The Webcomics Weekly podcast has spent a little time in the last couple of shows discussing how the rise of digital comics might upset the comics convention business. The general gist of what they've said, as I read it, is that digital comics lead to fewer comic shops leads to a decline in the local comics convention scene.

I think that misses the point completely, and that the exact opposite thing is possible. Let me explain my logic on this one. And, of course, we're all theorizing here. As with any hypothetical, one variable change could upset the whole apple cart.

The theoretical rise of digital comics changes the game, but doesn't kill it. The first point brought up in the podcast was about publicizing the comics convention, much of which is done today through the local comic shops. Without those local comic shops, where do you advertise?

How about the digital comic shops? (Longbox, Graphic.ly, Panelfly, etc.) As a technological bonus, those services will have terrific demographic information in their database. There's no reason a smaller local show wouldn't be able to advertise to only those users of a given service in its own area. So if you're running a dealer show out of the Holiday Inn in Boise, those digital shops should be able to only show your ads to people within an hour or two of that ballroom. It adds a layer of complexity to their programming, but I think that level of granularity is going to be necessary in the future. And doing so wouldn't compromise anyone's security or personal information. Those "shops" don't need to tell the advertiser specifically who they're advertising to, just that it's an anonymous group of x number of people in a y-mile vicinity.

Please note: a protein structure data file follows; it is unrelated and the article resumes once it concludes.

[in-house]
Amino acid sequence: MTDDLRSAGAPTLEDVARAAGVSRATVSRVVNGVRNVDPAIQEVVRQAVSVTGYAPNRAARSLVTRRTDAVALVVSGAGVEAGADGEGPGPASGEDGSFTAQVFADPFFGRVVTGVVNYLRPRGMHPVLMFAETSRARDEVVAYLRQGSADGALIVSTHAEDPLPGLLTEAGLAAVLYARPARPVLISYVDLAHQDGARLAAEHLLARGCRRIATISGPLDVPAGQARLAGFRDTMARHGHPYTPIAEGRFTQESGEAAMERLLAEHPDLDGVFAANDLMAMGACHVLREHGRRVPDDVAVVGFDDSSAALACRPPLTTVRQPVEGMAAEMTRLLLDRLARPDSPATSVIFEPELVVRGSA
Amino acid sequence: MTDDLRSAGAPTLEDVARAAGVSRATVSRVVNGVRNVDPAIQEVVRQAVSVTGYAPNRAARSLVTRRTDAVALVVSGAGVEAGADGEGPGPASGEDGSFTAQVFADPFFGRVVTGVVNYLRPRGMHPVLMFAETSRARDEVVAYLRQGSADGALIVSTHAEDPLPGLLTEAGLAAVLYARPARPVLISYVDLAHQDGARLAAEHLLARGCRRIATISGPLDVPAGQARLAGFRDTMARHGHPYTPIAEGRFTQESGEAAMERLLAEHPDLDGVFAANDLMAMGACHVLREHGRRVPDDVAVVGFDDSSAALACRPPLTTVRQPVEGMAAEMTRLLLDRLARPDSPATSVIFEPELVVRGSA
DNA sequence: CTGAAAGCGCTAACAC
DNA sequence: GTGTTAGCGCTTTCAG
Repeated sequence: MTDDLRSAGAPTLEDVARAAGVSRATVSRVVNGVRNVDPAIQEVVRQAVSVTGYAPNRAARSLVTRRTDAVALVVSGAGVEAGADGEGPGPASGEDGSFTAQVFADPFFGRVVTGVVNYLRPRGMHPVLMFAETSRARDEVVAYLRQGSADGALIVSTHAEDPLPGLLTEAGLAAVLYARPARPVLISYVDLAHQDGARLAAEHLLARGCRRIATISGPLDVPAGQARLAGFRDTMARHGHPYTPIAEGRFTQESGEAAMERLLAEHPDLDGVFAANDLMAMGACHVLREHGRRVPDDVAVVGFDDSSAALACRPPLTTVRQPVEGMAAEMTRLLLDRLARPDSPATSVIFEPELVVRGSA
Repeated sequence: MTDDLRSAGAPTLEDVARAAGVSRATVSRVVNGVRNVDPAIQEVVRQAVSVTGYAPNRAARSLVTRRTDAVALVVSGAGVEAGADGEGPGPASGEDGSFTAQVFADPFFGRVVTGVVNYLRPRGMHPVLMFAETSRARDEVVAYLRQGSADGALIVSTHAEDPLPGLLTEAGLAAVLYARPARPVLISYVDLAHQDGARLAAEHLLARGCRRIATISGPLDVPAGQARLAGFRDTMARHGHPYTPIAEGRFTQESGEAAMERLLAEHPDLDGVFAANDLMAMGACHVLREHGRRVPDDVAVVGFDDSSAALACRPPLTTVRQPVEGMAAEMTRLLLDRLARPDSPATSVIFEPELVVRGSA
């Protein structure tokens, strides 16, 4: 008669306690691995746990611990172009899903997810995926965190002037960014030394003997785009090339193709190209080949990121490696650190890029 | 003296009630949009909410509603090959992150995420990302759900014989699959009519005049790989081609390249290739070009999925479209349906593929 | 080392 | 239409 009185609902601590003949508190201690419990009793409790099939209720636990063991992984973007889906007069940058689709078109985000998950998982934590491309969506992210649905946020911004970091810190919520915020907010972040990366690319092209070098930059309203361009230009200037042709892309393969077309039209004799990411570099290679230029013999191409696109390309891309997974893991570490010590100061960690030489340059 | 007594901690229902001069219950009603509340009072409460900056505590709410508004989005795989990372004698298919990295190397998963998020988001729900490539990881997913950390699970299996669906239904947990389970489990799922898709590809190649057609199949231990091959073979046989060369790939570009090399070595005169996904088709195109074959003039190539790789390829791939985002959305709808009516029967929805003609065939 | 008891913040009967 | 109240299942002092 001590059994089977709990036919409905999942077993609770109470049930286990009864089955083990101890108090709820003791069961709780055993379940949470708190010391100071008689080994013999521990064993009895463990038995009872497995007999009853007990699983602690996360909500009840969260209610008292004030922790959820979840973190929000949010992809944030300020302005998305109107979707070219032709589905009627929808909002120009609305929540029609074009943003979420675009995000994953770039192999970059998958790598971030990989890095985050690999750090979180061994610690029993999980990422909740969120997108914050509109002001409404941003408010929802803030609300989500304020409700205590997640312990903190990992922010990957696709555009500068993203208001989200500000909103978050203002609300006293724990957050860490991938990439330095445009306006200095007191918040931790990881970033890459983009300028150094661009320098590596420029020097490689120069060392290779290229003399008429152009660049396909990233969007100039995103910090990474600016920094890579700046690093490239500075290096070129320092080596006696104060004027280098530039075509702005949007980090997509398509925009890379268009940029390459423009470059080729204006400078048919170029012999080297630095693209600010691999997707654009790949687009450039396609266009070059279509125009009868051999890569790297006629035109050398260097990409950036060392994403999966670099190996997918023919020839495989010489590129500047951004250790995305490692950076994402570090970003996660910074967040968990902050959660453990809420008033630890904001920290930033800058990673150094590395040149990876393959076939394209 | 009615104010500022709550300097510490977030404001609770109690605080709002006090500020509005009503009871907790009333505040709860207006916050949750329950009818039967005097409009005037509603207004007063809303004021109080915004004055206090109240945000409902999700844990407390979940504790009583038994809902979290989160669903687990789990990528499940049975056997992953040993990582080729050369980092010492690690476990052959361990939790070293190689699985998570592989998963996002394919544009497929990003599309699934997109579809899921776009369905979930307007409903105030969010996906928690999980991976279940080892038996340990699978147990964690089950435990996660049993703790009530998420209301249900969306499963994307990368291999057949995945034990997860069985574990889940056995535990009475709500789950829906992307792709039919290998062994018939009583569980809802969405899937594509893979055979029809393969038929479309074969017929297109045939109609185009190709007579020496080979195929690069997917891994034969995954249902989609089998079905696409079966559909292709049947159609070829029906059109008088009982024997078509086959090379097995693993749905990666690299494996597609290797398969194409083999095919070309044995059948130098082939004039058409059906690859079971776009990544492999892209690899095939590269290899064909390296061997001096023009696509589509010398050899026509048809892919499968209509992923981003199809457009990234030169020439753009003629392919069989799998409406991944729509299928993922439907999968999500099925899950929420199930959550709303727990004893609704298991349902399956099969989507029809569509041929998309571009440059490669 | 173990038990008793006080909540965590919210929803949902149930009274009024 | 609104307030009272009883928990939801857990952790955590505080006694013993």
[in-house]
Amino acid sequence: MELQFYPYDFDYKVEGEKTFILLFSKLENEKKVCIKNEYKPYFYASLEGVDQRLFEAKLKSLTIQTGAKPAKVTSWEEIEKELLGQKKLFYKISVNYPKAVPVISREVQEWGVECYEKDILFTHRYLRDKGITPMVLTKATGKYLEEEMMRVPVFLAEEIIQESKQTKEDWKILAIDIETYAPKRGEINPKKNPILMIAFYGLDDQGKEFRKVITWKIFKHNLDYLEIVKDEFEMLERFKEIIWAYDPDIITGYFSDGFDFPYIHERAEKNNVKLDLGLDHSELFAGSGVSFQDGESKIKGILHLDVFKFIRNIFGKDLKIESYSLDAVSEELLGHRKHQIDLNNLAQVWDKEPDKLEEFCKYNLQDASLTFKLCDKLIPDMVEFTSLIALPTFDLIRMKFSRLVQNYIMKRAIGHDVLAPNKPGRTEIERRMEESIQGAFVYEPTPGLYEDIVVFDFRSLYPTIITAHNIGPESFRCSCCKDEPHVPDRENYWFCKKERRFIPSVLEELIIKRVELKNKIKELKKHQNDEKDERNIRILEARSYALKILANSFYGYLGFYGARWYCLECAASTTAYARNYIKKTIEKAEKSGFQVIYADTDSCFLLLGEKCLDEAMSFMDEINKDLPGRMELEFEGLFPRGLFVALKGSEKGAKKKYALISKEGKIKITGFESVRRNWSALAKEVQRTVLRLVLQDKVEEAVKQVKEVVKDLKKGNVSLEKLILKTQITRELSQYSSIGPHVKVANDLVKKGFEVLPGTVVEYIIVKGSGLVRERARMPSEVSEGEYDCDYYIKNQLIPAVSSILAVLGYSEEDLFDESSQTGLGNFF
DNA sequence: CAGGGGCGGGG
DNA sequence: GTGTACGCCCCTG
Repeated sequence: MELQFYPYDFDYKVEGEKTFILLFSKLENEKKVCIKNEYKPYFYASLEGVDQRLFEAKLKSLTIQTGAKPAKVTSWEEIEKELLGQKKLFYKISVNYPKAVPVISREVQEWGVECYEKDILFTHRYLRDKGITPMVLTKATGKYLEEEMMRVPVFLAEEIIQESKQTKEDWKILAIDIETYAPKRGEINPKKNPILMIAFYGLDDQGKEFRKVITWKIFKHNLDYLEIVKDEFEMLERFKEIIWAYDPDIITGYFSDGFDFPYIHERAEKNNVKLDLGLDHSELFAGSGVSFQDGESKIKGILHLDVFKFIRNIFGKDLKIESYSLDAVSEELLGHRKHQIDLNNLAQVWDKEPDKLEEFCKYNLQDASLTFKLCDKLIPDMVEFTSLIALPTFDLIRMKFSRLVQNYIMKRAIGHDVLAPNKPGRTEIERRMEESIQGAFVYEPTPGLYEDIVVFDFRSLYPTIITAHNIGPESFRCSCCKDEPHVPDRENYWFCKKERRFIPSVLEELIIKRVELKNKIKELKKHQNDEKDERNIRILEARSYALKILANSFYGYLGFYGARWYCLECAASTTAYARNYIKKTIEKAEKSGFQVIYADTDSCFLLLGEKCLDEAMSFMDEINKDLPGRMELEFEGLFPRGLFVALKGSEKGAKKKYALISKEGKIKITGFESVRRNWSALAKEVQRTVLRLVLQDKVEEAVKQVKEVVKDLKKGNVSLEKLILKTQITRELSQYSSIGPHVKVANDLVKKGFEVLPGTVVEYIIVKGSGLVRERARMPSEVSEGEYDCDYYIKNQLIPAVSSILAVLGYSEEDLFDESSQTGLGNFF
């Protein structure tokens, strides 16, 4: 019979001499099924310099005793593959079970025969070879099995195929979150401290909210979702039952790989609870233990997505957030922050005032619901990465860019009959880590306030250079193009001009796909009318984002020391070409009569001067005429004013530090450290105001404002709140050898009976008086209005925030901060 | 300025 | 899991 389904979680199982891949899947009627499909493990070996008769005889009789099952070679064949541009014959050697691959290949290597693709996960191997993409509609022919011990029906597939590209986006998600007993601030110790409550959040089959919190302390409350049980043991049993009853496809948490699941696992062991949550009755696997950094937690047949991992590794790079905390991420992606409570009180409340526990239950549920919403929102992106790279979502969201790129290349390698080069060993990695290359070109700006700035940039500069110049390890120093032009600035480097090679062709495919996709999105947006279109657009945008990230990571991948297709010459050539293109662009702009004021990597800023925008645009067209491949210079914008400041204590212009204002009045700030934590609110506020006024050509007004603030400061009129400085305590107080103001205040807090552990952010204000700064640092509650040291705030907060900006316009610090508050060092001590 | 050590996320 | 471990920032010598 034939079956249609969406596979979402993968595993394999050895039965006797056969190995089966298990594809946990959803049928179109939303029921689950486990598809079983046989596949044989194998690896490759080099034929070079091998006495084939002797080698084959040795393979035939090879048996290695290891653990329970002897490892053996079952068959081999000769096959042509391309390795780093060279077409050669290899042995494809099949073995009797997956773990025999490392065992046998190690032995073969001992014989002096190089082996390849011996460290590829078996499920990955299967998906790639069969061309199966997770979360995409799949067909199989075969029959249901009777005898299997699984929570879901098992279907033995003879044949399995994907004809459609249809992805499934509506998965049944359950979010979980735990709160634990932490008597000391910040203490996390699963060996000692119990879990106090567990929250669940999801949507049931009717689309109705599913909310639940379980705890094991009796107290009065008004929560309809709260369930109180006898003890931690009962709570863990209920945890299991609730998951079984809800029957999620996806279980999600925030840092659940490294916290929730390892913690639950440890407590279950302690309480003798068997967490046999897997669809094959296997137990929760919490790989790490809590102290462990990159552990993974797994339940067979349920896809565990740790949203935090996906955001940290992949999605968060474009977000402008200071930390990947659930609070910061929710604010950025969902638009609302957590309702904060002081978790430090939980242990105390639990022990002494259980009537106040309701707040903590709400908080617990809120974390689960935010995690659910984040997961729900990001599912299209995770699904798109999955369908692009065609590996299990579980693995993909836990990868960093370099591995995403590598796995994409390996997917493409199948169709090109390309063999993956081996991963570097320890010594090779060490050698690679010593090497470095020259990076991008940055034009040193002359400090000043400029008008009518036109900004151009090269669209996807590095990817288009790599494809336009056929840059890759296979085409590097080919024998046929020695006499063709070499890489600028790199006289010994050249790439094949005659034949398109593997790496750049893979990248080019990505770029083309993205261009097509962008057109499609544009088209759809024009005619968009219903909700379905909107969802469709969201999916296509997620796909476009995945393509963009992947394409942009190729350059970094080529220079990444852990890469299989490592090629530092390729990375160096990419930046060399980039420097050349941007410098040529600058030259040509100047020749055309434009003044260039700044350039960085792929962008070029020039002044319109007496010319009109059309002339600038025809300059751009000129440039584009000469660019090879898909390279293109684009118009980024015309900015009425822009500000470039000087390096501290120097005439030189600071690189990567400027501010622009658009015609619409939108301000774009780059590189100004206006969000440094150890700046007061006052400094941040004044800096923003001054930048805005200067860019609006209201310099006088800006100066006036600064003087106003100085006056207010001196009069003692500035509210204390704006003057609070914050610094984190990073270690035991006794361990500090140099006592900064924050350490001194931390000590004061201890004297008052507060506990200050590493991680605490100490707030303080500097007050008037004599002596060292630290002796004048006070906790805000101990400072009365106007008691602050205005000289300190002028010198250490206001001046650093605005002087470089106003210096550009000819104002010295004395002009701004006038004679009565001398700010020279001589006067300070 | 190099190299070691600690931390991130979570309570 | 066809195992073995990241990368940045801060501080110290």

How about advertising in the digital comics, themselves? There will be ads in digital comics. I haven't seen anyone discuss this, but I get the feeling a lot of people are excited over ad-free digital comics, and I don't think that's legitimate. More ad sales are moving on-line now than ever before. It's almost achieved parity in some segments of the business population. Advertisers of a certain type will want to target their ads to the comics fans, first and foremost. Digital comic shops will give them better and tighter demographics to aim their ads at, which is growing more valuable these days than sheer volume of eyeballs. And see the previous paragraph: Maybe the ads in a comic can be tailored to specific groups of people based on their demographics.

You still have the local media -- newspapers and the like -- and even the local internet, with the push on now for "hyper-local" news. Advertising isn't dead. It just needs to be more relevant. Check out the interactions today's conventions have with their host cities -- the types of things C2E2 is doing with the city of Chicago, and things Jim Demonakos talks about with the city of Seattle. Even in a hypothetical situation where a city has zero comic book shops, those tourist dollars are still valuable, and much wanted by the local businesses.